skip navigation

LIBRARY

Abstract Database

Register for Latest Research

Stay Informed
Register with NCJRS to receive NCJRS's biweekly e-newsletter JUSTINFO and additional periodic emails from NCJRS and the NCJRS federal sponsors that highlight the latest research published or sponsored by the Office of Justice Programs.

NCJRS Abstract

To download this abstract, check the box next to the NCJ number then click the "Back To Search Results" link. Then, click the "Download" button on the Search Results page. Also see the Obtain Documents page for direction on how to access resources online, via mail, through interlibrary loans, or in a local library.

 

NCJ Number: 133794 Find in a Library
Title: Deterrence and Juvenile Crime: Results from a National Policy Experiment
Author(s): A L Schneider
Date Published: 1990
Page Count: 138
Sponsoring Agency: Springer-Verlag
New York, NY 10010
Publication Number: ISBN 3-387-97057-6
Sale Source: Springer-Verlag
Publicity Manager
175 Fifth Avenue
New York, NY 10010
United States of America
Type: Research (Applied/Empirical)
Language: English
Country: United States of America
Annotation: This book examines perceptual mechanisms that link juvenile delinquency policy to changes in recidivism and pursues explanations of why juveniles who have been exposed to programs designed to reduce delinquency continue or discontinue their criminal activities.
Abstract: The research is based on a national policy experiment funded by the Office of Juvenile Justice and the National Institute of Justice. This experiment was designed to compare the effects of restitution against traditional sanctions of probation and incarceration and to explore decision processes through which policy responses to crime influence subsequent behavior. Research findings showed that juvenile delinquents convicted of felonies and serious misdemeanor offenses did not reduce their propensity to commit subsequent crimes as a function of their perceptions about the certainty and severity of punishment. For the most chronic offenders, there was a relation between perceptions of punishment severity and reduced recidivism. Overwhelming evidence, however, indicated that incarceration had no discernible effect on perceptions of the certainty and severity of punishment. Instead, incarceration and detention increased remorse but also damaged the individual's self-image. Community-based restitution and work service programs were more effective in reducing illegal behavior than traditional probation. The success of these programs required that courts provide assistance to juveniles in developing and implementing restitution orders. Perceptions regarding the certainty and severity of punishment are discussed as well as the juvenile's sense of citizenship, ideas of fairness, and feelings of remorse. Alternative policy responses to juvenile crime are considered, and decision processes through which juvenile justice system experiences affect perceptions and criminal activities are explained. 149 references, 28 tables, and 15 figures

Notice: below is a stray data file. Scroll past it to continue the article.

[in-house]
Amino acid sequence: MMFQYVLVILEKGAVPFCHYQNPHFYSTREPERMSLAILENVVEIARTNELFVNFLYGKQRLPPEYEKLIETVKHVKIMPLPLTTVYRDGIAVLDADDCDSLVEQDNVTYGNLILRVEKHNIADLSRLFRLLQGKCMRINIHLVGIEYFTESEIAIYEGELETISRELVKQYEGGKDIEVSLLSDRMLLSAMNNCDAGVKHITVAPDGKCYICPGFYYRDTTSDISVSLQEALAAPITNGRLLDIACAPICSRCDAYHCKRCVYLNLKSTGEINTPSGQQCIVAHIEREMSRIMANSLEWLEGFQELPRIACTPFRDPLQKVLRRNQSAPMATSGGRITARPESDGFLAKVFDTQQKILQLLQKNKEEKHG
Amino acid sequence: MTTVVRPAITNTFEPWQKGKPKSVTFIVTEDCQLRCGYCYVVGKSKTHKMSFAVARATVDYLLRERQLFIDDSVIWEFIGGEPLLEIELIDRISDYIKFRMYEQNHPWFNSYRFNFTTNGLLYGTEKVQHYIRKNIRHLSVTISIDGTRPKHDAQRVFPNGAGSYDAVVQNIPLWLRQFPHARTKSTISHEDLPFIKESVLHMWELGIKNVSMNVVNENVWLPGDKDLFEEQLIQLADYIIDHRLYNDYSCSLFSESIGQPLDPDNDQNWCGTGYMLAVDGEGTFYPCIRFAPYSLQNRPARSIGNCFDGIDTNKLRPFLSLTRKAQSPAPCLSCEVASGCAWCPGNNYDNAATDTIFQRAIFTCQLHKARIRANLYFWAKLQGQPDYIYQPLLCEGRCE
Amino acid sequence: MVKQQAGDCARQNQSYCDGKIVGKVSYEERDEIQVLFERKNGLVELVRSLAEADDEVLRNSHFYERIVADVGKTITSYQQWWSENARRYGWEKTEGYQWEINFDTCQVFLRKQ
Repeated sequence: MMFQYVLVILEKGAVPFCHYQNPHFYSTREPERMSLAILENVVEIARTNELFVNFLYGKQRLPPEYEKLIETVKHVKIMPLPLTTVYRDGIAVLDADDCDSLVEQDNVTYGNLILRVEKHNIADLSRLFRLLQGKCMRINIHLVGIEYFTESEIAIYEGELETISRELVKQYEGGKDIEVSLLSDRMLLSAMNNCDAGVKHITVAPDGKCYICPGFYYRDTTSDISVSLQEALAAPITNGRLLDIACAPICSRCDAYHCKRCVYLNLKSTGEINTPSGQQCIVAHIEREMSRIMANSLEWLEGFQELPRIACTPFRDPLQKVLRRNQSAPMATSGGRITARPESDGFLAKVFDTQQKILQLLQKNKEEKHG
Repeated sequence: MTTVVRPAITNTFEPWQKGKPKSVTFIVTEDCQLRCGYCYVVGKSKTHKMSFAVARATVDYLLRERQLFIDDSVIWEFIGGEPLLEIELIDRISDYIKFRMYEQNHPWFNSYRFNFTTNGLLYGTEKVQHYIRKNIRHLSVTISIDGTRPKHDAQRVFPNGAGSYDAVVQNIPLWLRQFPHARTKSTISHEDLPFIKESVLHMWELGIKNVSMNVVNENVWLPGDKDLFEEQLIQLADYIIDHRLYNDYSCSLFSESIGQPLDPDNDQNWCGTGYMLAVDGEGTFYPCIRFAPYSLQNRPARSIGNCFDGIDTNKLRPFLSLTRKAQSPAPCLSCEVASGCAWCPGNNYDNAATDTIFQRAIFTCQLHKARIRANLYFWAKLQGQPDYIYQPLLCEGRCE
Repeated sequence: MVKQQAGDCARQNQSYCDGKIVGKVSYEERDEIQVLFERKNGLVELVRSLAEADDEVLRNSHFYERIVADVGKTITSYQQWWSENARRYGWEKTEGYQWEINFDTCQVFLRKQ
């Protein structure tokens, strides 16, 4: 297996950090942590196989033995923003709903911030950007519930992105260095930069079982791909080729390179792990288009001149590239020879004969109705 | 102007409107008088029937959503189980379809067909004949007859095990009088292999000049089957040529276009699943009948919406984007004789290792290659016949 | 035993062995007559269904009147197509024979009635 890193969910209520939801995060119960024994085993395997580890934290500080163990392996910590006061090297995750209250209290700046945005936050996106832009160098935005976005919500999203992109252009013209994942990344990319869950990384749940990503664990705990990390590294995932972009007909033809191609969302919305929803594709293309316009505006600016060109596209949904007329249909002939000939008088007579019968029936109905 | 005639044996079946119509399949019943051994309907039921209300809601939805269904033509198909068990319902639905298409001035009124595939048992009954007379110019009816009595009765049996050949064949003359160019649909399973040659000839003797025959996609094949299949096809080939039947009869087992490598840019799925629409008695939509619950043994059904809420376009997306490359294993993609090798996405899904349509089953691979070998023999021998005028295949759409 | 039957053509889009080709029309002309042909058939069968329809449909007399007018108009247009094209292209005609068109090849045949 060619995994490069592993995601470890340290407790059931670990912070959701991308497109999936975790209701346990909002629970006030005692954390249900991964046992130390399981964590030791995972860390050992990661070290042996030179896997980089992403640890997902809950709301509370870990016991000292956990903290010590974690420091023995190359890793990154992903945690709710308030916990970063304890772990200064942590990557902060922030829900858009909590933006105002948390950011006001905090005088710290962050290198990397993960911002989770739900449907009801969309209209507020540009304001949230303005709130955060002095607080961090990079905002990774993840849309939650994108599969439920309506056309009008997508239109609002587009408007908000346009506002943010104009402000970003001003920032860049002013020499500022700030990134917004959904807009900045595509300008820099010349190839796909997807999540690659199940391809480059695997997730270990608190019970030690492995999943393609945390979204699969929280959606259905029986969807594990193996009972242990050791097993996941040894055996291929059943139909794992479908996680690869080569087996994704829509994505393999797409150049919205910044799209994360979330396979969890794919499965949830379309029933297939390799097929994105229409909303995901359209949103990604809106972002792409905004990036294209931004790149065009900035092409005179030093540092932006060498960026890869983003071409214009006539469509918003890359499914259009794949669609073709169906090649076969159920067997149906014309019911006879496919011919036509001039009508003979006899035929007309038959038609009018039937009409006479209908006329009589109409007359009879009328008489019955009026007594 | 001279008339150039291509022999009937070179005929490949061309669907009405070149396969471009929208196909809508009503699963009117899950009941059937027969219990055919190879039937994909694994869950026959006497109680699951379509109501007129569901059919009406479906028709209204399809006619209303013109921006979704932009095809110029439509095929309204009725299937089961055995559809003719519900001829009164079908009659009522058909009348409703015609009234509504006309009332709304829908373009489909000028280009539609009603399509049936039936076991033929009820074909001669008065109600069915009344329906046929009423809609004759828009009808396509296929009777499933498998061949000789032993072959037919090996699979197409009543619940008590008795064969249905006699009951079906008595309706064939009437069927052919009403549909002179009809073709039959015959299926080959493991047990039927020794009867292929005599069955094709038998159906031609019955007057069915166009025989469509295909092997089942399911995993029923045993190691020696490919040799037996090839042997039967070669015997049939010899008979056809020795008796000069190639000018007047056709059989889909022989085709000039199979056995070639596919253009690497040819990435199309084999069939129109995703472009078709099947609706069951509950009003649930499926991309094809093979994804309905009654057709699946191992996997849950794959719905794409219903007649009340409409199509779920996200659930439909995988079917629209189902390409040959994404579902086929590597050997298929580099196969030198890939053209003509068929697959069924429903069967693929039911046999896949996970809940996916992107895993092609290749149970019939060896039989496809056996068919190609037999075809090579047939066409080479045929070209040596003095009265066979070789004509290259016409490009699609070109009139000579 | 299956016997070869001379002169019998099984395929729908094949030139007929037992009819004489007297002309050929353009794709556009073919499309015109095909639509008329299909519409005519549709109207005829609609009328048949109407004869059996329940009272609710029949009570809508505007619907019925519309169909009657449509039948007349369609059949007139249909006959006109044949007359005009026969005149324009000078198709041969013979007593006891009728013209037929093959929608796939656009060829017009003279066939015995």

Main Term(s): Deterrence effectiveness; Juvenile crime control
Index Term(s): Juvenile delinquency prevention; Juvenile Recidivism; Juvenile restitution
Note: Research in Criminology Series
To cite this abstract, use the following link:
http://www.ncjrs.gov/App/publications/abstract.aspx?ID=133794

*A link to the full-text document is provided whenever possible. For documents not available online, a link to the publisher's website is provided. Tell us how you use the NCJRS Library and Abstracts Database - send us your feedback.